The last couple months on Show Me Progress have been fascinating for me. Despite the fact that throughout all the diaries I’ve written against the reelection of St. Louis Mayor Francis Slay, no one has yet been able to provide one single reason why a progressive person would support Slay, I still have apparently not managed to weaken any of the enthusiasm for Slay among other commenters. Due to the nonexistance of reasons a progressive person would vote for Slay, the main response to me seems to be that I have not provided any concrete reasons for people to vote against Slay. For example, it was suggested that if I could show that Slay’s administration wasn’t very good at snow removal, well now that would be a real reason to vote against him, but I had yet to provide any compelling, trustworthy information that actually reflected badly on Slay. And, aside from the fact that I reported how Slay is clearly willing to destroy people’s lives for the sake of handing over large swaths of property to his rich developer buddy Paul McKee (which I would think any progressive person would care about), I have to admit that I thought maybe they were right.
But what an amazing discovery I made in the last week! It turns out that just a few years ago, there was actual reporting going on in this city! (I should note that I think the St. Louis American does good reporting even though others here think that the American has an ideological axe to grind that interferes with the reporting quality) And back when we had real reporting, as opposed to the Post-Dispatch’s Community Advisory Board pap and Richard Callow press releases, there was plenty of concrete information that exposed the kind of mayor Francis Slay really is. Below the fold, I present some of that information, and claim that there is no longer a good excuse available for holding your fingers in your ears and loudly saying “LALALALALALA!” whenever someone suggests that its time for a change.
I mentioned in a previous diary that Slay played a large role in the destruction of the St. Louis Public School system. In response, it was claimed that (1) at least Slay tried something and (2) what went wrong wasn’t really his fault. Since (1) is a pretty weak argument if (2) isn’t true, I am only going to focus on (2). I’m by no means an expert on education, but I can point to several things that reasonable people should all agree are wrong.
First, in response to the claim that Slay didn’t really play that much of a role in the school system, we have this story. In it, we find that the aforementioned charmer Richard Callow and Slay’s eduction advisor Robyn Wahby literally sent the members of the school board a list of talking points and a “frequently asked questions cheat-sheet” for a meeting after a controversial decision. The FAQ ironically instructed the school board members how to respond to the question, “Is the mayor’s staff working on this?” In other words, Slay and his staff were 100% responsible for the actions of that school board while pretending not to be involved, and to think otherwise is to deny reality.
Fine, you might say, so Slay was responsible for the board. But this was merely because he was acting on what he thought the public wanted. You would be wrong. During the next school board election, Slay again supported his slate of candidates, but that time they lost (their asses handed to them by the teacher’s union, who by the way endorsed Irene Smith in the current primary). Immediately after his slate lost, Slay began to support a state takeover of the schools. In other words, Slay does not give a shit about what his constituents actually want or have any respect for the democratic process; once he lost the power to control the schools, he immediately advocated for a state takeover that would put power in the hands of anti-public school ideologues like himself.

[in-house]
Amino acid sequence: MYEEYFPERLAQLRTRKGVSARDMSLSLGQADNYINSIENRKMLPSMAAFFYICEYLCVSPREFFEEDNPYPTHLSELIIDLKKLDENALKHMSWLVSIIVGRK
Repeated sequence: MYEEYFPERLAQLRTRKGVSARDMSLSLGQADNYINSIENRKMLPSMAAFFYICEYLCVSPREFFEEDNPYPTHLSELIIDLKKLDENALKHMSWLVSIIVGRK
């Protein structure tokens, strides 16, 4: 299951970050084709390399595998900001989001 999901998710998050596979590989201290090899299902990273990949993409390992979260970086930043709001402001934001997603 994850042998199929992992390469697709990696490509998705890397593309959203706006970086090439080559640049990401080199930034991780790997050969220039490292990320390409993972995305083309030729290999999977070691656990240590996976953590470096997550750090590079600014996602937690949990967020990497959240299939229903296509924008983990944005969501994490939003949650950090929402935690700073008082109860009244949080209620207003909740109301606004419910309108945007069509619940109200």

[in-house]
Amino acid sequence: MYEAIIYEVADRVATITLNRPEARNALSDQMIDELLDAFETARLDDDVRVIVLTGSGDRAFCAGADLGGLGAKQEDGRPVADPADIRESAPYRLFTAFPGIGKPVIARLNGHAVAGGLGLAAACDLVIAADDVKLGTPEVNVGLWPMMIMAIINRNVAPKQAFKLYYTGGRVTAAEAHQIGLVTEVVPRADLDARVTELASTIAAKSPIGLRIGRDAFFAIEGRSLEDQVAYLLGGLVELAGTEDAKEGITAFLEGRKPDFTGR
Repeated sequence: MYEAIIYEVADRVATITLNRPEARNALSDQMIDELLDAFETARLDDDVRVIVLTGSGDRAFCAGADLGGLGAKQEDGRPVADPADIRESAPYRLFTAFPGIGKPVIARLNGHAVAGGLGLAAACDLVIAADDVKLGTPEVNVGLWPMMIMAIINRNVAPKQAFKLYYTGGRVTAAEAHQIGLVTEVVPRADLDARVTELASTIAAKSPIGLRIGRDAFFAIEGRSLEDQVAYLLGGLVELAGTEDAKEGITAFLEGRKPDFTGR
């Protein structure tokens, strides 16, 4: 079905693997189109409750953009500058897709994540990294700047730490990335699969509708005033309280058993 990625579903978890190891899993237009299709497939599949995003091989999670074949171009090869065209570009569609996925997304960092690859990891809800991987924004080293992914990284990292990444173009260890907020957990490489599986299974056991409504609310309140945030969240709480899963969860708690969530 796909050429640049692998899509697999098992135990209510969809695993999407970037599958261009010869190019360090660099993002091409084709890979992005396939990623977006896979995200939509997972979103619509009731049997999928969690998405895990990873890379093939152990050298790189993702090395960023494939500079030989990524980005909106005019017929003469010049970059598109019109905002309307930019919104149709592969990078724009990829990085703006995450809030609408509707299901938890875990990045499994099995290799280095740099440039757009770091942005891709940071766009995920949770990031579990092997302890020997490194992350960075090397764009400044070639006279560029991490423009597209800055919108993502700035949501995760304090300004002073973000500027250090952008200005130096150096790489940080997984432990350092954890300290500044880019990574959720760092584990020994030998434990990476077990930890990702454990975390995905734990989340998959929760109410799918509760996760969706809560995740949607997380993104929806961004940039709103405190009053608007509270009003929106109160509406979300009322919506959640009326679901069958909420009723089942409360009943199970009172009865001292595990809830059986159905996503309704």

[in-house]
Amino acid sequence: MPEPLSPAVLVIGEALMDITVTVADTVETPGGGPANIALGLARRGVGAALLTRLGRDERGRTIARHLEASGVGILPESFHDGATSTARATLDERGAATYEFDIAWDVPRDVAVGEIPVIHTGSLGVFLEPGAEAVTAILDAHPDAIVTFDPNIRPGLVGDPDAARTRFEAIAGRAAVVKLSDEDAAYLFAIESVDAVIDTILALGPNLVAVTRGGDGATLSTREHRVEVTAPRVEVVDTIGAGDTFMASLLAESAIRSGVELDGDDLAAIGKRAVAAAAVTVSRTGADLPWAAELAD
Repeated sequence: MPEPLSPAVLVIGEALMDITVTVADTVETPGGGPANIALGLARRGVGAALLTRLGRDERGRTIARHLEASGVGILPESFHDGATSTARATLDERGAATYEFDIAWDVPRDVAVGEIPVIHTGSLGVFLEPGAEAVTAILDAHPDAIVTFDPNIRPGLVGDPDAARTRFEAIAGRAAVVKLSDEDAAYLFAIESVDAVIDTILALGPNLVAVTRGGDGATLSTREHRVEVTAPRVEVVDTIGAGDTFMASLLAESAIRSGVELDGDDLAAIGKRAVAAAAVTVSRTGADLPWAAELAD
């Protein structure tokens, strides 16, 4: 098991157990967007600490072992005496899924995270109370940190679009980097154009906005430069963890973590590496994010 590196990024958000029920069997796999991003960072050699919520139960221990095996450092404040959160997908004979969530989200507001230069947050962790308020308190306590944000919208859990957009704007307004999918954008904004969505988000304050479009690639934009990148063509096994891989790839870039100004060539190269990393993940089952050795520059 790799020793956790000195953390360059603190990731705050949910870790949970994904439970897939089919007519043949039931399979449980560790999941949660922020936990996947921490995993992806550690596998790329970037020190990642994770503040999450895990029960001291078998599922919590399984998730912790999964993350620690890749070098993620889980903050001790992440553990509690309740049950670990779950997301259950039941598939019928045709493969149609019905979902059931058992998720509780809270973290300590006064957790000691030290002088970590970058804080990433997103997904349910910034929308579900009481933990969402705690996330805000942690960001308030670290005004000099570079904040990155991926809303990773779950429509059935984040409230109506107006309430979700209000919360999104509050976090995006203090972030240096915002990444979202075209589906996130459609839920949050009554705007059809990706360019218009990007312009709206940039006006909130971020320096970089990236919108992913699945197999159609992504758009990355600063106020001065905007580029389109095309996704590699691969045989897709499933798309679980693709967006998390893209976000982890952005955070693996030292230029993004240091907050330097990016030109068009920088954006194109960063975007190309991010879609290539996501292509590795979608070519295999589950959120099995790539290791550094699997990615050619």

And if there is any doubt about what Slay’s intentions are, consider the recent news (of course, not from a reporter), that Slay is upset that the School Administration Board (SAB) won’t allow the city to close public schools and immediately turn around and sell those school buildings for bargain basement prices to charter schools. This is nothing but a wholesale attempt to dismantle the public school system and then sell it off to private school supporters, who by the way have given hundreds of thousands of dollars to Slay’s campaigns.
II. The Century Building
The Century was a beautiful old building in downtown St. Louis:
Somehow, Slay and his rich developer buddies decided it would be a great idea (or maybe “profitable” is a better word than “great”) to destroy this 19th-century National Historic Building and put up a nice parking garage in its place. Not only that, but they cleverly figured out a way to do it and to get tax credits for “preserving” a historic building.
Despite protests and lawsuits from preservationists and urban advocates, Slay turned the Century into rubble, and then into a parking garage.
But the ugliness of this situation wasn’t just in it’s poor urban planning, but also in the dirty politics Slay and his cronies chose to employ. When a different developer proposed a plan that would preserve the Century, Slay and his hit squad launched a backhanded media assault on them, put unrelated permits on indefinite hold, and threatened to drive them out of business (see here for more). And, to top it all off, our good buddy Callow wrote the press release for the defeated developers, and, “insisted on the most humiliating language of the release.”
In addition to the dirty politics that self-proclaimed progressive city dems turn a blind eye to, there remains the bugly fact that Slay’s urban development is always shortsighted and often disastrous. Destroying a historic building for a parking garage is exactly the wrong way to create an urban downtown. We constantly call on national politicians to end our oil addiction, but what can they really do when local politicians like Slay try to turn urban downtowns into giant automobile-centric suburbs?